• How do we foresee a better future and reduce the carbon footprint?

     How can we foresee a better future?

    Ask questions Transcend Tiny Homes

    We are striving to reduce the footprint in producing our products over traditional home building materials. They are higher in initial cost, but most of our components virtually never need replacing, so in the long term, it just makes sense. Composite based products that save our forests and reallocate oil usage for permanent items gets us so much more in the long run and saves trees for more noble purposes like producing oxygen for our atmosphere and for fine furniture and guitars! Not only is it better from the standpoint of embodied energy, which is the amount of energy needed to build something from scratch, but also better from ongoing energy efficiency standpoint.

    "It is better to build products from oil that last, than it is to burn the oil for heat and energy."

    We applaud those that take the time and have the skills to build their own tiny house. For another group that are engaged in employment or otherwise that takes most of their time, this may not be an option. This is where we fit in to provide a home that structurally can have a warranty and be expected to perform with longevity in mind. We believe a home needs to perform with high levels of efficiency so the person owning it can contribute to conservation of our planet.

    "Conservation is more than just living with less. It also includes the responsibility to use materials that last."

    Here is an example...one of our customers wanted to use pine planks for the exterior of her house and did not want to treat them with any finishes that would be harmful to the atmosphere. She was willing to replace the siding every 5 years due to breakdown of the pine. Here is where we must discuss embodied energy. How much in labor, diesel fuel to transport, electric to cut, mill, and finish the new siding will be used up every 5 years? Not to mention tree removal equipment, maintenance, and mobilization to acquire all the raw material. The summary of those items falls into the embodied energy equation. If you have a product that lasts 50 years instead of 5 years then that is an order of magnitude better! Which is a fancy way of saying 10 times better. Also, if you can create a product that uses dramatically less energy day to day, then you have a long term solution. As we have said before, it saves energy in the long term with efficiency. Foam, as in a styrofoam cup, is a bad thing because it will not bio-degrade for hundreds of years*; however, a foam wall for a house with those same characteristics of longevity is an excellent thing.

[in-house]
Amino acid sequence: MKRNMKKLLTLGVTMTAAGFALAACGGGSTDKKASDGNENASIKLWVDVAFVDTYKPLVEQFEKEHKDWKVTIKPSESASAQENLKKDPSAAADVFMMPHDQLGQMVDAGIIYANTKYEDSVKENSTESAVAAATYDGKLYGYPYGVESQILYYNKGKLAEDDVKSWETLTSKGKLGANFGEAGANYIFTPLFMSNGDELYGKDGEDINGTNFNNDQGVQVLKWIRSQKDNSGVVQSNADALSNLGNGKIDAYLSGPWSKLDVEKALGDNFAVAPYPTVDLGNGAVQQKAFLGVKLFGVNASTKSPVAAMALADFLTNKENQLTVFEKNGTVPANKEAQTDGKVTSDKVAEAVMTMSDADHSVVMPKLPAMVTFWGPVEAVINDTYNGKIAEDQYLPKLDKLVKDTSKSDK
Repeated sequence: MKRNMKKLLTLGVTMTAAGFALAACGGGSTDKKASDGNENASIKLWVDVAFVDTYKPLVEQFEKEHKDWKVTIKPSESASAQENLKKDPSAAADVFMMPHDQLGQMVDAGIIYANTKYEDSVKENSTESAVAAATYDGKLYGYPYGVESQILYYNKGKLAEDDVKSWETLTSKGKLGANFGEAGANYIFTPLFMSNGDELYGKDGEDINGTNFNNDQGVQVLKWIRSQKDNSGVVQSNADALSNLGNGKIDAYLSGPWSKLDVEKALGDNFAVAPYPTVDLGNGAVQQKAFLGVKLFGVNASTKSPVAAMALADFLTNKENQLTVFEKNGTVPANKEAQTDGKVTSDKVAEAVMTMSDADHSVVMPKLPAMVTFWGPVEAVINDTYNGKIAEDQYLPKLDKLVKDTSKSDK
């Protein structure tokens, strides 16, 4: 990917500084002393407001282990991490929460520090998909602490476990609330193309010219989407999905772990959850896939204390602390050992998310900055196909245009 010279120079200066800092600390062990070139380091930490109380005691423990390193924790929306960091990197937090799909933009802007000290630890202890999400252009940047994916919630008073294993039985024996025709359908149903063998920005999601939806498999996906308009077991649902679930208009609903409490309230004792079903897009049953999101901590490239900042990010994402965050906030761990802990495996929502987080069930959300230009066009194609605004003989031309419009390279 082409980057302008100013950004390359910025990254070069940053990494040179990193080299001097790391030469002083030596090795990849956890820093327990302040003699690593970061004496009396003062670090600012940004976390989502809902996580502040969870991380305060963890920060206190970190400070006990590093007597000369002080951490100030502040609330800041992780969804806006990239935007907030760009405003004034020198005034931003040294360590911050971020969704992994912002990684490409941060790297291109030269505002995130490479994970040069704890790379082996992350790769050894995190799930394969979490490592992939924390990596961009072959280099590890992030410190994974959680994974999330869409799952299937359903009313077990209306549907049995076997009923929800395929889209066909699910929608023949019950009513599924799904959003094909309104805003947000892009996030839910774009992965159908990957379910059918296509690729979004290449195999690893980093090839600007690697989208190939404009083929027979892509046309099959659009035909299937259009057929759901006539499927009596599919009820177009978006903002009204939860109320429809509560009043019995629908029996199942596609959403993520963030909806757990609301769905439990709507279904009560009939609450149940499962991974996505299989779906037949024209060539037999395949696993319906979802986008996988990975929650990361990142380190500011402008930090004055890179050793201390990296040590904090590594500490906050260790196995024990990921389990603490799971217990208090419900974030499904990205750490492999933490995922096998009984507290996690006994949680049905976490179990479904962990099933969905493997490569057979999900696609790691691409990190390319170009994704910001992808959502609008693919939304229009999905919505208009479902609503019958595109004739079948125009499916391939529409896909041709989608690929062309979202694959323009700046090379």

Lastly, why we consider the science behind the products is to be sure a home can be counted on under extreme conditions. Those include high winds, hurricanes or micro bursts, as well as freezing temperatures and snow or ice. Products need to be used that have proven structural qualities. In other words, a house must have assurances that it will stand up to the unexpected. Interestingly enough, this composite wall we use does not rot, mold or mildew, and it handles tropical high humidity without decomposition. Another plus, is termites do not eat it.  Since we are significantly lighter we use less energy to transport when needed or to a permanent location. 

    In order to be a responsible individual in society we comply with planning and zoning. Along with our individuality we cannot infringe on the rights of others. Building responsibly includes making sure that we conform to local codes and ordinances, fire codes, wind loads and general safety because your life, along with lives of your neighbors, depends on it. From a structural stand point, repurposed materials many times cannot be verified for the requirements of the IBC (international building code).

    * Wikipedia, polystyrene bio-degradation



    Randy Marmet, CEO

    Randy Marmet

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